The holdings of the natives lasted six hours, and by 12:15 pm the police permitted the continuation of the journey. Officers escorted the indigenous peoples to their point of arrival, where another detachment of riot police awaited them.

Threats to the Leader of Kankuamo

The ONIC made the public aware of a series of threats directed at the leader of the village Kankuamo, Orfelina Mercedes Carrillo Muñoz, who had been singled out for her participation in ‘Minga Social, Indígena y Popular.’ It has been established that on Sunday, October 13, 2013 at 8:25 pm, the leader of Kankuamo received a threatening text message on her cell phone.

The authorities of the village Kankuamo were alerted to the situation, noting that this was the third threat to be received by the indigenous leader; warnings that were brought to the attention of the competent authorities were without effective or timely results.

Other Actions

The National Indigenous Organization of Colombia also raised an Early Warning in order to guarantee the protection of the indigenous peoples who are actually mobilizing on the ‘Minga Social, Indígena y Popular,’ highlighting the movements organized by the Regional Indigenous Council of Caldas (CRIDEC), the Regional Indigenous Organization of the Cauca Valley (ORIVAC), the Association of Indigenous Councils of the Valley – Pacific Region (ACIVA-RP), Regional Indigenous Organization of Quindio (ORIQUIN), the Regional indigenous Council of Risaralda (CRIRES), and the Association of Indigenous Embera Wounaan Katío Chamí, Tule of the department of Chocó (ASOREWA), and the Regional Indigenous Organization of Casanare (ORIC).

The participation of the aforementioned organizations and the Indigenous People are growing in the provinces of Caldas, Cauca Valley, Chocó, and Risaralda.

Violent Action in Cauca Valley

Communities belonging to the Regional Indigenous Organization of the Cauca Valley (ORIVAC) and the Association of Indigenous Councils of the Valley – Pacific Region (ACIVA-RP) assigned themselves to be in La Delfina, 72 kilometers (roughly 45 miles), by Buenaventura; exercising their legitimate right to mobilize peacefully on just one side of the road.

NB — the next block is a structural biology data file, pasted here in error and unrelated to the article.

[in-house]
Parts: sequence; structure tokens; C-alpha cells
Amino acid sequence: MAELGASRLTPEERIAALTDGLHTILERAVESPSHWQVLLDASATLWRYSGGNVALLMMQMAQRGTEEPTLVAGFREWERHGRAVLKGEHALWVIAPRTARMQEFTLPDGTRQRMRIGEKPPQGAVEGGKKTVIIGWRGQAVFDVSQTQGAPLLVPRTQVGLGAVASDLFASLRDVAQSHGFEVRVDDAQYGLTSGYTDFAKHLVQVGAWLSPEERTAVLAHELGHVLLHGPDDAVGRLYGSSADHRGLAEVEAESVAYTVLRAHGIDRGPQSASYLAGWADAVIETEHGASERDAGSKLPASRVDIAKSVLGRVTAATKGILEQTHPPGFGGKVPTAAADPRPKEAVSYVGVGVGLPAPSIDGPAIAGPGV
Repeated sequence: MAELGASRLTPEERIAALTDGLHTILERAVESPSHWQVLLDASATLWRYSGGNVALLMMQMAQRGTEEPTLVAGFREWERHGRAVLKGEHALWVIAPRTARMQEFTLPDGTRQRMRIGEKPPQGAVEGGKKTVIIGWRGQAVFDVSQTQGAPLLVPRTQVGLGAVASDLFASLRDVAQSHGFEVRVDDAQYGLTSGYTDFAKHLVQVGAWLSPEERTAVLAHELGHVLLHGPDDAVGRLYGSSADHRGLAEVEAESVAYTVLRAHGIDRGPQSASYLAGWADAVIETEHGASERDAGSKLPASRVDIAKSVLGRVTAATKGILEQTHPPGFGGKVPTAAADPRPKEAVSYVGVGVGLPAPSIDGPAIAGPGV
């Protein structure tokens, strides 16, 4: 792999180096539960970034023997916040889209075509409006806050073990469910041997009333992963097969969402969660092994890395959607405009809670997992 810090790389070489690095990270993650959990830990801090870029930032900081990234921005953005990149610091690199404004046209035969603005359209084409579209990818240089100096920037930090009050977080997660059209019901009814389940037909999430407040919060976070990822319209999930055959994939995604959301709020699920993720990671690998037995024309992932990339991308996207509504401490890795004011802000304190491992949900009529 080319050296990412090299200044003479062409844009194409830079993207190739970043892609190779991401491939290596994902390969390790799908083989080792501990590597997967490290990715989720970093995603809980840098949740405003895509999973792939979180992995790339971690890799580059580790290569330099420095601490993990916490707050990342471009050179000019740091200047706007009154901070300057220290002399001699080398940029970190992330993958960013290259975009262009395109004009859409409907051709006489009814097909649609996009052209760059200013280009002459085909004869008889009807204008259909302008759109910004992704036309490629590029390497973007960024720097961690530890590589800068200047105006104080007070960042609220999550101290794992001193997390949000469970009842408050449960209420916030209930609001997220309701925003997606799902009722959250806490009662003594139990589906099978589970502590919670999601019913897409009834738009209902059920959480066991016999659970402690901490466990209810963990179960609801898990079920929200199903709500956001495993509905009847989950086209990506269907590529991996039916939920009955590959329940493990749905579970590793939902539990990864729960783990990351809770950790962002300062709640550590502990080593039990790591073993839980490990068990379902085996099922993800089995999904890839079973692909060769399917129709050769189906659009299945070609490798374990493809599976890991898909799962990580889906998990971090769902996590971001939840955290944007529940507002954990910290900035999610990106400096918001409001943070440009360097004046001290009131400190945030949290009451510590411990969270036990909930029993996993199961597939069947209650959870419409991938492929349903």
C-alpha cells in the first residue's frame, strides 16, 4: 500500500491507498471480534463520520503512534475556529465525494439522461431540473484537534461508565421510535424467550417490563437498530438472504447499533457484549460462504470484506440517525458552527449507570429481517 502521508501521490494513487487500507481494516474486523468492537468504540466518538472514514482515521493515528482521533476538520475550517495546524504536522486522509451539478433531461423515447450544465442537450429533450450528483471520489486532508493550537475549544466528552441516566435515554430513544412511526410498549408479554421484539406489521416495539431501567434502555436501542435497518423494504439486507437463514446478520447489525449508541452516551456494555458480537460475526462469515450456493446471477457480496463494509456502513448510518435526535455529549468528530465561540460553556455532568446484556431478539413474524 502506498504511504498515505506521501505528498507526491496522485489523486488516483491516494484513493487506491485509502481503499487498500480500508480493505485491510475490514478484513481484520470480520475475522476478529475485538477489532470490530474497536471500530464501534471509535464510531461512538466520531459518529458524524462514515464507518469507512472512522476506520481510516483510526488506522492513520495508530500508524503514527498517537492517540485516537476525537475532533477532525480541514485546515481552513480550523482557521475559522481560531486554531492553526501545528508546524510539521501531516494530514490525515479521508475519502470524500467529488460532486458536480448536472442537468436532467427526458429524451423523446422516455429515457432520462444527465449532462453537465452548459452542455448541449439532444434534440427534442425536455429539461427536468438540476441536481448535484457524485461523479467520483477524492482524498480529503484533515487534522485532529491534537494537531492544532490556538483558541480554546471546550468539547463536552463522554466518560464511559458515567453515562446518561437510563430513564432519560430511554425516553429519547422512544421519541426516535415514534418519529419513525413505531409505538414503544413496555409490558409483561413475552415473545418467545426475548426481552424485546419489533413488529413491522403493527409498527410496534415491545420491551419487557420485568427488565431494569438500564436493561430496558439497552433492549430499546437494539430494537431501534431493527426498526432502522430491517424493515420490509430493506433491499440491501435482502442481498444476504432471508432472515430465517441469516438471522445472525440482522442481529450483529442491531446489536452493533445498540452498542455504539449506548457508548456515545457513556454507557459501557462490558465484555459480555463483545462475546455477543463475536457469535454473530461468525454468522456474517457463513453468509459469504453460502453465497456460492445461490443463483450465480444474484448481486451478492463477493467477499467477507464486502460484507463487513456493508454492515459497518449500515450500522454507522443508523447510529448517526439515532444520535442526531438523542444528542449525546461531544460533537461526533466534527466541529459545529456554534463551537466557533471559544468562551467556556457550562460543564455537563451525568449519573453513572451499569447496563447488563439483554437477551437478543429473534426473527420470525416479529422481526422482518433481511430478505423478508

There, a group of the Indigenous Guard straggled behind while another group decided to rescue them, but were intercepted themselves by members of the riot police and army, who held and threatened them with firearms. The natives were attacked and retained by the army, who were taking advantage of the fact that the group was made up of no more than 50 people.

The excessive use of force on the part of the police is clear evidence of serious violations of human rights and breaches of international humanitarian law. All of this is added to the fact that the army fired indiscriminately at the marchers. The group of the guard found being held was slaughtered by gunfire.

A STATE OF EMERGENCY and grave violations were announced after twenty-five people were reported seriously injured and two natives captured. It is evident that security forces, headed by the army and riot police, have carried out actions that violate the Human Rights of the Indigenous Peoples, which have generated serious individual and collective effects. Despite the retreat of their companions and the urging call for ceasefire, attacks did not stop. The police sought to enter the shelter to continue the attacks until very late into the night, though they had already displaced the community from the path.

After everything settled down, the AWÁ communities of the El Palmar Ward in Ricaurte (Nariño) as well as a large group of indigenous Emberas from the town Apartadó decided to settle on the road

Ministry of Rights of Indigenous Peoples, Human Rights, Humanitarian Law, and Peace: derechoshumanos@onic.org.co
 

Author: 
ONIC